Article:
Cirencester charity Action with Communities in Rural England works for rural communities
Action with Communities in Rural England has been supporting people in rural communities for more than 25 years
It might not have the name recognition of some of its larger cousins, but Action with Communities in Rural England is one of the most important national organisations for rural communities. Ian Craig visited the charity’s Cirencester headquarters to find out more.
HIDDEN away in an unassuming office building in a peaceful Cirencester neighbourhood is a charity that has quietly been working for the past 25 years for the benefit of residents across the whole of England.
Action with Communities in Rural England (ACRE), is the umbrella body of the Rural Community Action Group – the collective organisation of the 38 rural community councils across the country such as Gloucestershire Rural Community Council or Wiltshire’s Community First.
Its work reaches into all levels of rural life from helping set up parish and neighbourhood plans to offering advise to village hall committees.
The charity’s director of policy and research Nick Chase told the Standard one of its main responsibilities is to bring people with different expertise together to benefit communities across the country.
“The rural councils have remained pretty much the same over the last 70 to 90 years but they’re all very different because they’re really focused on the local needs of their area,” he said.
Action with Communities in Rural England director of policy and research Nick Chase“It’s the glue in the fabric that holds things together”
“They achieve the same things through different methods and that’s where we come in.
“What we do is bring them together and see what’s working and then we can share it.”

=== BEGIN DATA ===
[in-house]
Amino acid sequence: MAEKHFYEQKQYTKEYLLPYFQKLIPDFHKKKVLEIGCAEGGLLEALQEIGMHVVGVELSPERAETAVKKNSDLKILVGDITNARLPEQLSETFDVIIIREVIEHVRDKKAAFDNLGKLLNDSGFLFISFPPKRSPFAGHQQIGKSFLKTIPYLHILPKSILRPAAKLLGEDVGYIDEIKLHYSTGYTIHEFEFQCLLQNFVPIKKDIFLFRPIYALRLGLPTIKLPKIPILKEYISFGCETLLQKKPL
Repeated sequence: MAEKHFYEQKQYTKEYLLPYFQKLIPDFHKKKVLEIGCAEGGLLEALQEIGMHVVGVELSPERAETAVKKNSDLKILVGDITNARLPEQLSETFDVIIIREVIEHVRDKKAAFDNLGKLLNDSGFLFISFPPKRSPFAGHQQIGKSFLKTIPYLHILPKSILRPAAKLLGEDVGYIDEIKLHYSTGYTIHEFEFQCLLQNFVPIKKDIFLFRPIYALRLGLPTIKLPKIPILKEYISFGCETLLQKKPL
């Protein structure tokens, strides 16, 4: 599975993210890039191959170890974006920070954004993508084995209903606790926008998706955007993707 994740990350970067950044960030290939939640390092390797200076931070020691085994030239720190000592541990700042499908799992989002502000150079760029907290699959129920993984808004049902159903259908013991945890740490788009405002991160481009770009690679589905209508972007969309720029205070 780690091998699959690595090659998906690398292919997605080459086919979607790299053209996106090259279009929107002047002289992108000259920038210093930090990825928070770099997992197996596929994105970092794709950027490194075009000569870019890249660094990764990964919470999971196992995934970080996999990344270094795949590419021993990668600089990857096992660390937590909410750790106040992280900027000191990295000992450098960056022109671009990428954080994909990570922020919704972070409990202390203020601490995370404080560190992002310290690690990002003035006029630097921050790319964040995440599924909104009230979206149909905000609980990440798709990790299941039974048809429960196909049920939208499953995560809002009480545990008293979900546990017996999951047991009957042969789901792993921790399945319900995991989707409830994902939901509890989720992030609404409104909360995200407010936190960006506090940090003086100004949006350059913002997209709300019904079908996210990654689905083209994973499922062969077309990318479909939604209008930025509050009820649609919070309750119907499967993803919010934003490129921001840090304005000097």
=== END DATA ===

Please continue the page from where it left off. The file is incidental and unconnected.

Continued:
The charity also works as a mouthpiece for its member organisations with the Department for Environment, Food and Rural Affairs and, more recently, Eric Pickles’ Department for Communities and Local Government.
“The government’s localism focus has involved handing over many responsibilities to communities,” Nick added.
“The problem with that is there are communities out there in deprived areas which aren’t very articulate, but we can help.”
He said the charity faced a wide range of hurdles in its everyday work include the potential impact on rural communities of the coalition government’s reforms to spending and benefits.
“A lot of policies are written so they can impact the greatest many people, so they tend to focus on urban areas where the population is greatest,” he said. “This leads to rural people being disenfranchised just because they live in a rural area.
“The needs of rural people are just the same as urban people but the solution may be different.”
The charity – which has an active online presence linking all its member organisations together instantaneously – is funded by a mixture of lottery grants, private sector investment and government funding and is looking at branching out into Europe in coming months.
Nick said one of the most rewarding parts of his job was being able to bring people with specific expertise together to benefit people across the country.
“One of our members made a phone app for energy assessments and when I found out about it another member said ‘that’s exactly what I need for something I’m doing’”, he said. “It’s great when we see the fruits of our labours like that.”
He added the charity’s team of just 15 people were constantly at work talking to rural agencies developing new ideas and schemes.
“We’re here the whole time listening the chatter in the background so we know what’s going on,” he said.
“It’s the glue in the fabric that holds things together.”
- Organisations and charities keen to make their voices heard on rural issues are invited to sign up to ACRE as associate members.
Joining up will give organisations the opportunity to contribute to the charity’s work and will also give them access to ACRE Good Practice Quality Standards, which is endorsed by the Charity Commission.
ACRE director of network standards and support Colette Williams said signing up could help charities and organisations without the resources to develop their own quality standards framework improve their performance.
Care Farming West Midlands (CFWM) is one of the organisations to work with ACRE to develop a bespoke version of its Quality Standards.
CFWM project manager Richard Nicol said working with ACRE had been ideal for the organisation.
“In the ACRE Standards we found the solution we were looking for,” he said.
For more information visit acre.org.uk